Ruth O'Reilly: 'The guys in the blazers need to decide if this is something they are serious about'

Irish international gives her version of events surrounding Ireland’s World Cup campaign

Today in Belfast marks the end for a special group of Irish players.

After the seventh place play-off against Wales, many of the 30-somethings are expected to retire. They remain iron-willed to this bittersweet finish.

Ruth O’Reilly has already played her last game for Ireland. First capped in 2012, she has been part of the set-up much longer. This World Cup was to be the Tralee lady’s reward after 15 years of sacrifice and toil.

“Truthy Ruthy is what they call me,” O’Reilly begins, speaking from her Galway home having left camp last week with injury.


Unvarnished, here’s her version of events.

“Every so often you have to remind yourself this is what we do for fun! One of the worst days was a Saturday when we were training in the Institute of Sport and the rain was coming in sideways. Tom [Tierney] was coaching us on his own. Anyway, he had us absolutely killing ourselves running and doing ‘burpies’ but at the end of it we had smiles on our faces, because all of us got through it . . . well, we all cried but no one completely lost it!

"It is a really special group of people. Genuinely, the highs of winning that Six Nations in Scotland or running around Donnybrook after the French game [in February, those couple of minutes of elation . . . and the craic that we would have together!

“The majority of us are all on the same wavelength looking at what was happening outside our control.”

It always seemed a struggle for the women to play rugby for Ireland but the overnight train from Paris to Pau in 2012 put them firmly under the media spotlight.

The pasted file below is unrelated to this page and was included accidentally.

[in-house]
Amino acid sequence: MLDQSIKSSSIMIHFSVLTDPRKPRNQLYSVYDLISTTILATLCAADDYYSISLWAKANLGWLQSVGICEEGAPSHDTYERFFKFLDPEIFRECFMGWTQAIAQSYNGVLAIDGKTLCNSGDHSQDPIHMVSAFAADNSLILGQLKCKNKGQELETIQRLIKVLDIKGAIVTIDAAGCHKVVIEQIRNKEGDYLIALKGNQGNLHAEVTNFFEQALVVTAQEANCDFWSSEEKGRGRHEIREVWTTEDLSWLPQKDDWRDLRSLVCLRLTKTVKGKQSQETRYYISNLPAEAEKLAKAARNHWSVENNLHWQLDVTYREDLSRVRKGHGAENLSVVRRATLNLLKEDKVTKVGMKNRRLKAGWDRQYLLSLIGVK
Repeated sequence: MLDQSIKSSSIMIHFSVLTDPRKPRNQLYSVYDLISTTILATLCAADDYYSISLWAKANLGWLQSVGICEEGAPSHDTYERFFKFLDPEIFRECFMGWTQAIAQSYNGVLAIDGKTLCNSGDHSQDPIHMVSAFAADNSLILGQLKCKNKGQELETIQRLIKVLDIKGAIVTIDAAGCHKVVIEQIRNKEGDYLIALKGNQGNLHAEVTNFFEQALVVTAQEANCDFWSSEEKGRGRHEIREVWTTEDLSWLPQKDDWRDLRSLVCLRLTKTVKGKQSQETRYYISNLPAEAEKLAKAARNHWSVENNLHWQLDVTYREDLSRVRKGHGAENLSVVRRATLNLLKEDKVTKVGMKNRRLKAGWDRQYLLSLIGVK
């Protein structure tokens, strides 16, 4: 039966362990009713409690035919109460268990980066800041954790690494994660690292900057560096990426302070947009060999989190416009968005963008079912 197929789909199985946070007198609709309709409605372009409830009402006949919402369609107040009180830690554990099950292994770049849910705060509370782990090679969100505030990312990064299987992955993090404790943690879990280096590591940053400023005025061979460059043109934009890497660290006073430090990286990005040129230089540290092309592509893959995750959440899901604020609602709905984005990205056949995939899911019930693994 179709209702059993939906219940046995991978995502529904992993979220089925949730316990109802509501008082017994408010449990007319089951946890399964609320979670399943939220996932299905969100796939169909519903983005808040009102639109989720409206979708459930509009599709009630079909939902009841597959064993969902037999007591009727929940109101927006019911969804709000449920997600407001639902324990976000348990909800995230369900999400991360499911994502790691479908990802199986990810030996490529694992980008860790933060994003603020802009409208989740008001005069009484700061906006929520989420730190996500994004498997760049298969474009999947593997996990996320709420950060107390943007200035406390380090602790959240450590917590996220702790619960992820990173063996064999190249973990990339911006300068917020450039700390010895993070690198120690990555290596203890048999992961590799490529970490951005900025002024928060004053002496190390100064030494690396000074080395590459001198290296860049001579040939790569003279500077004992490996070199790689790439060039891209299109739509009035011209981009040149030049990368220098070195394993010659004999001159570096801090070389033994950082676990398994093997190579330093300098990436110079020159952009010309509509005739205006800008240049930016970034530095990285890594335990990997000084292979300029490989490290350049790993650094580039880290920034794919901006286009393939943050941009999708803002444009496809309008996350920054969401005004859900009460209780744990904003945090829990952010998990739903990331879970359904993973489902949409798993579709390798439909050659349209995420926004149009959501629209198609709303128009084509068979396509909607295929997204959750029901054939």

“The train issue was a f**k up and got plenty of publicity at the time but we thought ‘Okay, they’ll start taking us more seriously now.’ We had a great game down in Pau that day. Came pretty damn close to winning.”

A year later Fiona Coghlan captained Ireland to the Grand Slam.

"The players were all but professional in how they approached everything," explains O'Reilly. "You know the likes of Lynne Cantwell. An absolute rugby genius on every level. It's almost a shame for her that she happened to be in a female body because she would have been a powerhouse in rugby only she happened to be a woman.

“The professional attitude is an etiquette most of this team still have but it is something that is being slowly eroded.”

Unbalanced relationship

Why? How?

“Because we are all in this unbalanced relationship. But we all want to play for our country. We know the joy that that can bring. It is like a drug. Once you’ve experienced it you want more, you want to push yourself but you are at the mercy of other people’s opinions all the time.”

Their concern has always been how much the IRFU really care about the women’s game?